A newbie’s guide to doing Stir-up Sunday for the first time

A Newbie’s Guide To Doing Stir-Up Sunday For The First Time
It’s all about preparation, getting involved in the traditions and having a bit of fun. Photo: PA
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By Prudence Wade, PA

It’s a long-standing family tradition for so many people, but if you’ve never done Stir-up Sunday, it can be quite daunting to know where to start.

Taking place on the last Sunday before Advent, it’s widely seen as the beginning of the festive season – this is the time to make your Christmas pudding, so the flavours can mature for December 25th. The Cinnamon Collection’s executive chef Vivek Singh calls it “a great opportunity for families to get together and try something different, as well as kick off the festive celebrations in style.”


If you’re looking to impress on Christmas day with a homemade pudding, Stir-up Sunday is the time to crack on – and these are just some of the things newbies might want to keep in mind…

Christmas Pudding GIF - Find & Share on GIPHY

It’s all about preparation

If you want your pudding to have a festive kick, make sure you soak the fruit in alcohol beforehand. Singh says he soaks his for months (“in LOTS of alcohol”) – although he does say in warning: “The first thing we’re quite careful about is to not take a light anywhere close to the fruits, as they’d just light up.”


On the day, make sure you have “all the ingredients you need to make the pudding, and have a reliable recipe to follow”.

What comes next is also vital, Singh says: “I suggest cooling down the puddings completely, and then leaving in a cool dry place in the basins itself with a lid on until ready to eat.”


Get involved with the traditions

Stir-up Sunday is full of quirky customs and rules – such as the mixture being stirred from east to west, to signify the Wise Men’s journey in the nativity.

Singh’s favourite tradition is all about getting the whole family involved. “Don’t forget that it’s customary for each member of the family to make a wish as they take it in turns to stir the pudding mixture,” he says.

Try not to overwork the mixture

Nothing is worse than a Christmas pud that tastes like rubber. If you want yours to be as light as possible, his advice is simple: “Take care not to overwork the mix.”

The Cinnamon Collection's Christmas pudding
The Cinnamon Collection’s Christmas pudding. Photo: The Cinnamon Collection/PA

Give it your own spin

While Christmas pudding recipes tend to be quite similar and classic, that doesn’t mean you can’t mix things up a bit.

“We infuse our Christmas pudding with The Cinnamon Club’s house-made warm, fragrant spice blend of garam masala, which brings additional layers of flavour as well as a welcome kick,” says Singh. “Don’t be afraid to mix and match to experiment with your favourite spices and create a pudding that’s just right for you.”

Easy Christmas pudding recipe

Christmas pudding
Photo: BBC Good Food/PA

Christine Hayes, editor-in-chief of BBC Good Food says: “The anticipation of being able to celebrate together this year means there is added joy to putting on a Christmas playlist, mulling some wine, and spending a day in the kitchen on Stir-up Sunday baking ahead for Christmas.”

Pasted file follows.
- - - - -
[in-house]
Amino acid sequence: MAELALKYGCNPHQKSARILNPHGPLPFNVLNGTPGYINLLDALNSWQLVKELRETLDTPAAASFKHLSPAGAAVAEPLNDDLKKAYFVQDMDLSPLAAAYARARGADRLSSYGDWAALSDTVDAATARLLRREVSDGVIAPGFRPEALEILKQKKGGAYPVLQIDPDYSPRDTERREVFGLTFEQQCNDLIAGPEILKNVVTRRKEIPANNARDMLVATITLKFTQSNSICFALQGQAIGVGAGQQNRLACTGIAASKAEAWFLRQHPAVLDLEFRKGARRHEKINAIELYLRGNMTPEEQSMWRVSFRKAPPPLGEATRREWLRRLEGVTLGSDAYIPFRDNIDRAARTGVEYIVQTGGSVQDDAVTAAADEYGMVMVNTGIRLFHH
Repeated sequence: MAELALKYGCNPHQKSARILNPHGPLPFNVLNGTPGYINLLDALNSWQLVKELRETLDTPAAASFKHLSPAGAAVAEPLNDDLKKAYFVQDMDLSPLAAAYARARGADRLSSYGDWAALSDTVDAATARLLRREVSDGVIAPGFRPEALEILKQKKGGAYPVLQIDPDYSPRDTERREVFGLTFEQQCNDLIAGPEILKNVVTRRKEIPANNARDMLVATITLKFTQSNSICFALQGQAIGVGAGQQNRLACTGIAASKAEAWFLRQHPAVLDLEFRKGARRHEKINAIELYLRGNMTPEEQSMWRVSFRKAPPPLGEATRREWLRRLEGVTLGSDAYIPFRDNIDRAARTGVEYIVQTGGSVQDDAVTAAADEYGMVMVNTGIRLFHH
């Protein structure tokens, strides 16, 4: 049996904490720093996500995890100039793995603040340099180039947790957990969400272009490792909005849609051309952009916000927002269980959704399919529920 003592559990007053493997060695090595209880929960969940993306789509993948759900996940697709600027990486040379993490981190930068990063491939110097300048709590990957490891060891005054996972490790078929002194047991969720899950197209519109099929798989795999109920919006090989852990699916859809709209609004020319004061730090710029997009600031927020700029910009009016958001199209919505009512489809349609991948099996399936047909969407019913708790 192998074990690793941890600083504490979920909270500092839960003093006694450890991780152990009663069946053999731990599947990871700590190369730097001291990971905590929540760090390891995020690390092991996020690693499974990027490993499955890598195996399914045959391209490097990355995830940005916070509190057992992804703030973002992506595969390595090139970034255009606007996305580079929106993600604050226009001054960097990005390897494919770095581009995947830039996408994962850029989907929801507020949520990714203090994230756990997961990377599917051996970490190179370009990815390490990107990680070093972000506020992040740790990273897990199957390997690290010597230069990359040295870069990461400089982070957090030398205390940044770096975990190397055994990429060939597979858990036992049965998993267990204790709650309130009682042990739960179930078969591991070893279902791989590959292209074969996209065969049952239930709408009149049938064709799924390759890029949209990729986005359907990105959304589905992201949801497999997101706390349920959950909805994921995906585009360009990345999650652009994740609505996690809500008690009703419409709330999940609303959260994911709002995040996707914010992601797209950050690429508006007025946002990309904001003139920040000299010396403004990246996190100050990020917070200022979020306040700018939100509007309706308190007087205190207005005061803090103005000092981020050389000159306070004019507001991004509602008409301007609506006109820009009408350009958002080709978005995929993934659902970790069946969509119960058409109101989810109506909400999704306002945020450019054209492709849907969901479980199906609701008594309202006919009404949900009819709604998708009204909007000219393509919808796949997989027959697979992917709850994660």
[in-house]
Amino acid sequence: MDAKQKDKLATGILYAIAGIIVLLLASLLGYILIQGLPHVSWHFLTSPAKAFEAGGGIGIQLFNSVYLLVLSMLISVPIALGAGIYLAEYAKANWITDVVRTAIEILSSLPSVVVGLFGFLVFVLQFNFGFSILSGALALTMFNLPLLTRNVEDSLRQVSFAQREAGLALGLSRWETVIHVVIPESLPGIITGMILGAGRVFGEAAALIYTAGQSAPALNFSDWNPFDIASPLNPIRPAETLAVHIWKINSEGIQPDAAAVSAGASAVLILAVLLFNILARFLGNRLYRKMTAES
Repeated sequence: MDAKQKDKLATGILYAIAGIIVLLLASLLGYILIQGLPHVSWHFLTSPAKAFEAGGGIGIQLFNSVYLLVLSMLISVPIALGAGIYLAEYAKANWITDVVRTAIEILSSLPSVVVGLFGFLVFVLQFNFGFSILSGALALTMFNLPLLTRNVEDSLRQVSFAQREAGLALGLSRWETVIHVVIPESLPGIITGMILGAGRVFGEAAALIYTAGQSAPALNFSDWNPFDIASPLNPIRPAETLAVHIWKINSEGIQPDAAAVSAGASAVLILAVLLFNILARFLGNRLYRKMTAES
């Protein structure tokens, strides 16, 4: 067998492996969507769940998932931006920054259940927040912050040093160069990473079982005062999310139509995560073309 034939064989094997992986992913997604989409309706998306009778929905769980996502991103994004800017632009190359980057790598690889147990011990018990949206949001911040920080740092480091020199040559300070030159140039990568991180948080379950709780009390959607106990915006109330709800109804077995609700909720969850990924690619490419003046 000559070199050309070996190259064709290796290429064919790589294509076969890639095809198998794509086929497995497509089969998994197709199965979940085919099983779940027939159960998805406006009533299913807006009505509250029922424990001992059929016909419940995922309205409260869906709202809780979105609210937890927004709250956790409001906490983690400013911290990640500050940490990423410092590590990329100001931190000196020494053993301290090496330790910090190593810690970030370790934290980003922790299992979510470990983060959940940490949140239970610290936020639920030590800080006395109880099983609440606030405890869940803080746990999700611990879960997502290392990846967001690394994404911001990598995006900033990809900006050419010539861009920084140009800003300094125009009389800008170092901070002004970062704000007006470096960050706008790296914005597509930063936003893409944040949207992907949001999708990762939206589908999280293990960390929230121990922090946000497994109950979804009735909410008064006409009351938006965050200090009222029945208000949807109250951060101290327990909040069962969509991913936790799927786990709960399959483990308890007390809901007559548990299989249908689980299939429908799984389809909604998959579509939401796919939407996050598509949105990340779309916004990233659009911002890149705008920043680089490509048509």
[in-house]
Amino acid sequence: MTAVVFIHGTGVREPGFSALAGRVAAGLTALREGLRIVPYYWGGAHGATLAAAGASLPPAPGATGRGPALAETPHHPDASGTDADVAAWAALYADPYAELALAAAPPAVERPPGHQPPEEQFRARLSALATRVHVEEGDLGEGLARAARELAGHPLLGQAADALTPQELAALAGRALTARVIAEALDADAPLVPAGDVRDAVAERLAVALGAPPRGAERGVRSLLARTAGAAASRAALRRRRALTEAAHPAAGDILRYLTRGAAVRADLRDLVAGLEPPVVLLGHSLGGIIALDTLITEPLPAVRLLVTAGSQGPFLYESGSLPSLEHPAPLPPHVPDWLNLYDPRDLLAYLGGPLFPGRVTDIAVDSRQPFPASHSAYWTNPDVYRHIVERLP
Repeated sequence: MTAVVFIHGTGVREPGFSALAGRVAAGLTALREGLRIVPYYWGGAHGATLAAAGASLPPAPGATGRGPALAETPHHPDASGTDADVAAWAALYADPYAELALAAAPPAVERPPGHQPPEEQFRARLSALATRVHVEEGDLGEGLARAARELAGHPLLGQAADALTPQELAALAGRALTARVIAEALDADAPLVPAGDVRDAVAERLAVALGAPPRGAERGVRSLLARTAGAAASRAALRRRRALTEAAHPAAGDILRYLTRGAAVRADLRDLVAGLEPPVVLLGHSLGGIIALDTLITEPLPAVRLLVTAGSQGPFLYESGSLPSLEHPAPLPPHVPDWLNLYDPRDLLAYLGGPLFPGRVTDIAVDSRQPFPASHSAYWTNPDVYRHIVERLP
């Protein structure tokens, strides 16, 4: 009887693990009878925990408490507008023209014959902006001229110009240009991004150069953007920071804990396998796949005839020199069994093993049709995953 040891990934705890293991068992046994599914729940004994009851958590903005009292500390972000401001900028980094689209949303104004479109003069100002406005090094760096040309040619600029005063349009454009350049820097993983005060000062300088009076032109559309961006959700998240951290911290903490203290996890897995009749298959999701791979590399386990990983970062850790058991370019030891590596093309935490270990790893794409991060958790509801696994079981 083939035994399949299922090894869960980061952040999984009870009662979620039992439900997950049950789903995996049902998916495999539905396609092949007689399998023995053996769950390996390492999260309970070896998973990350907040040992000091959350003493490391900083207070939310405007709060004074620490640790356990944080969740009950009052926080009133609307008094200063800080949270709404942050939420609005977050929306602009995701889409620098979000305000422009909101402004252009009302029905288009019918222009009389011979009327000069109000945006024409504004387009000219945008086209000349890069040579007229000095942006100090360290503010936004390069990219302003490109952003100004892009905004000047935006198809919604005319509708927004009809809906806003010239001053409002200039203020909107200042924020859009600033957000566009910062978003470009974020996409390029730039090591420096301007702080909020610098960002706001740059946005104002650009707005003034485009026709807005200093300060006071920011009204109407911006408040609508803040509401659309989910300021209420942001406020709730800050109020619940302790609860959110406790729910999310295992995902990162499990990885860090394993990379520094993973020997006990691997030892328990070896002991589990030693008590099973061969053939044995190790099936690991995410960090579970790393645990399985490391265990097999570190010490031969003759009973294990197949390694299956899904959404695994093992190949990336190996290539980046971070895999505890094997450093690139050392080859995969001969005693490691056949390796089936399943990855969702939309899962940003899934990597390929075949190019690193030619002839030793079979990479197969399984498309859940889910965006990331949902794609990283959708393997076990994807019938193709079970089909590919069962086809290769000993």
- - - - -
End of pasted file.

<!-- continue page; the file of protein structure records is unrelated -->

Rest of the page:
This recipe for Christmas pudding is so simple, you don’t even need to use scales for it…

1 cup raisins
1 cup sultanas
1 cup self-raising flour
1 cup finely grated butter (about 115g/4oz)
1 cup fresh brown breadcrumbs (from around 4 thick slices of bread)
1 cup light muscovado sugar
1 cup mixed nuts, chopped plus extra to decorate
1tsp ground cinnamon
1tsp ground mixed spice
1 cup milk
1 large egg
Butter, for greasing

For the butterscotch sauce:
85g butter
100g light muscovado sugar
200ml double cream
1tsp vanilla extract


1. For the pudding, empty the first six cups and the nuts, if using, into a mixing bowl with the spices, then stir in the milk and egg. Once well combined, tip into a buttered one and a half litre pudding bowl.

2. Cover with a double layer of buttered foil, making a pleat in the centre to allow the pudding to rise. Tie the foil securely with string, then place in a steamer or large pan containing enough gently simmering water to come halfway up the sides of the bowl. Steam, covered with a lid, for two and a half hours. Check the water level during cooking, topping up if necessary. If you are preparing this pudding ahead, remove the foil, let it cool slightly, then wrap in cling film and then fresh foil. If you are serving it immediately, unwrap and invert onto a deep plate.

3. For the sauce, put everything in a pan and bring slowly to the boil, stirring. Allow to bubble away for two to three minutes, still stirring, until the sugar has dissolved and the sauce is pale caramel in colour and slightly thickened. Remove from the heat. Pour the sauce over the pudding and decorate with the whole mixed nuts.

Recipe tips:

The pudding can be made two to three weeks in advance and frozen in the bowl – thaw it completely before reheating. It can also be made up to three days in advance and refrigerated. Just make sure you bring it to room temperature for an hour or so before reheating. The sauce can also be made a day ahead and kept in the fridge – simply reheat it in a small pan over a low heat. To reheat the pudding, cover with fresh foil and steam for one and a half hours, or cover with cling film and microwave on high for seven minutes.

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